Apart from all that, I ran into one serious show stopper. Part of this test includes migrating my existing Subversion repository, and Mercurial includes a convenient extension for it. Wait, did I say convenient? I meant borderline functional:

Subversion’s Python bindings are a prerequisite. The bindings (generated with SWIG) are installed separately on Windows, and can be found on http://subversion.tigris.org/ . Note that you can’t do this with the Win32 Mercurial binaries — there’s no way to install the Subversion bindings into its built-in Python library. So you’ll need to use a Mercurial installed on top of a stand-alone Python, and you may also need to do something like “set HG=python c:\Python25\Scripts\hg” to override the default Win32 binaries if you have those installed also. For Mac OS X, the easiest way is to install the CollabNet Subversion build, and then copy the content of /opt/subversion/lib/svn-python to the site-package directory of the python installation.

The silver lining is there are apparently third party tools to handle this that are far better, but at this point Mercurial has tallied up a lot of irritations and I’m ready to move on.

Spoiler: I’m transitioning to git. I’ll go into all the gory details in my next post, but I found git to be vastly better to work with.


7 thoughts on “Evaluation: Mercurial

  1. > When I’m working on something, I usually have several related projects in a repository.

    Don’t do that. Use *separate repositories* for *separate projects*.

    This applies to any DVCS.

    1. Yeah, for some reason I found that DVCS fans tend to say ridiculous things like that — almost as if it were some kind of obvious fact that any other way than theirs is a bad idea and therefore the VCS should interfere directly with your workflow. I think it’s quite bizarre.

      1. The opposite is true: keeping unrelated projects in one repository in CVCS stems from the fact that early CVCS (like e.g. CVS) were loose collection of per-file histories / version control.

        Or perhaps it is bad translation of using single central place (single SCMROOT) in CVCS into single repository in DVCS, instead of correspondence being module / project in CVCS and repository in DVCS.

  2. Sounds heinous. I’ve tried Bazaar and Mercurial so far. I don’t primarily work on Windows, so I don’t have many of the same problems that you have, but I have one you probably share even though you didn’t mention it: they are S-L-O-W. Maybe it’s because they’re written in Python and have to spin up the interpreter for each command invocation?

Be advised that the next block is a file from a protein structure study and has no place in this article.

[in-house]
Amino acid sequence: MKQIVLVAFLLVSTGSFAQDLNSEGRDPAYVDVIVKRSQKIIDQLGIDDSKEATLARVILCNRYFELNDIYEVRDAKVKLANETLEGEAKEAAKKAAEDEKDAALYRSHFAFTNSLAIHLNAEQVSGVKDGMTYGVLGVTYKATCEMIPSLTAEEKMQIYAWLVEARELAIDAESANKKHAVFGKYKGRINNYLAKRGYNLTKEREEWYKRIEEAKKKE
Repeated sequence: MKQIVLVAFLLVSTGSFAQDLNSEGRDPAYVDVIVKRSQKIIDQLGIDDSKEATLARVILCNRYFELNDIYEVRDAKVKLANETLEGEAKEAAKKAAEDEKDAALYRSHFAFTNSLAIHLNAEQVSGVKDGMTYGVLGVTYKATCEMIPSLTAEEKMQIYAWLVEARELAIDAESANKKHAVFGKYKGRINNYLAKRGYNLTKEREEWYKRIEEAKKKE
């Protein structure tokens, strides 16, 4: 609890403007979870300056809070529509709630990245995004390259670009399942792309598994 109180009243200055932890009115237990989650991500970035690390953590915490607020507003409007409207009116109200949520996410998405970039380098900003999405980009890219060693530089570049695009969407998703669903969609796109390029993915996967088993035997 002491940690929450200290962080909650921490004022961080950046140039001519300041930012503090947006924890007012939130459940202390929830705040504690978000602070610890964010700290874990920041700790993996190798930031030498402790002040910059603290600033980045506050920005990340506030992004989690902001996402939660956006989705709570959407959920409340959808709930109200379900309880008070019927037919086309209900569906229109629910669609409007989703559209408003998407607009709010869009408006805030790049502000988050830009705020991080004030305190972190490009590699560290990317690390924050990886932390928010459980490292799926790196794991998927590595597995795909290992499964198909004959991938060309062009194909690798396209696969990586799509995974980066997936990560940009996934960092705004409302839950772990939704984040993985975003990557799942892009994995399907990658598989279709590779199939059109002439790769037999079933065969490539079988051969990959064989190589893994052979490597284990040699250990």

Whatever, the sluggishness is enough to make me consider git, too. However, git also has “Windows aversion syndrome,” and while I don’t work on Windows much, my open source project is available for Windows, OS X and Linux which means that I need a setup my Windows users can deal with easily (and they’re not the most technical bunch, being a tool for artists – then again, most don’t build from source…)

    There’s still plenty of room for improvement in the DVCS arena.

    1. I have not done any kind of speed testing with any of the tools. However, I’ve never thought of Subversion as being a fast system. Supposedly git is slow on Windows because of poor ‘fork’ performance but I haven’t noticed anything out of the ordinary yet. I fully expected git to be awful on Windows and surprisingly enough, that is not the case. More on that in my next entry.

      There’s still plenty of room for improvement in the DVCS arena.

      Oh that is so very true. SVN may be less preferable in terms of its core centralized model, but the system and tools are so vastly more mature.

    2. It’s interesting that you bring up both Bazaar and Mercurial being slow, because Bazaar is COMPLETELY slow in every single way, and I recently had a job where I was able to evacuate the projects to Mercurial from Bazaar.

      I’ve found that it’s a lot faster in most regards, but actually establishing a new repo from an established one is absolutely ridiculous. Transferring all those changesets, I suppose.

      1. Actually Bazaar performance (from what I heard) improved significantly in the new version, being now on par with Mercurial.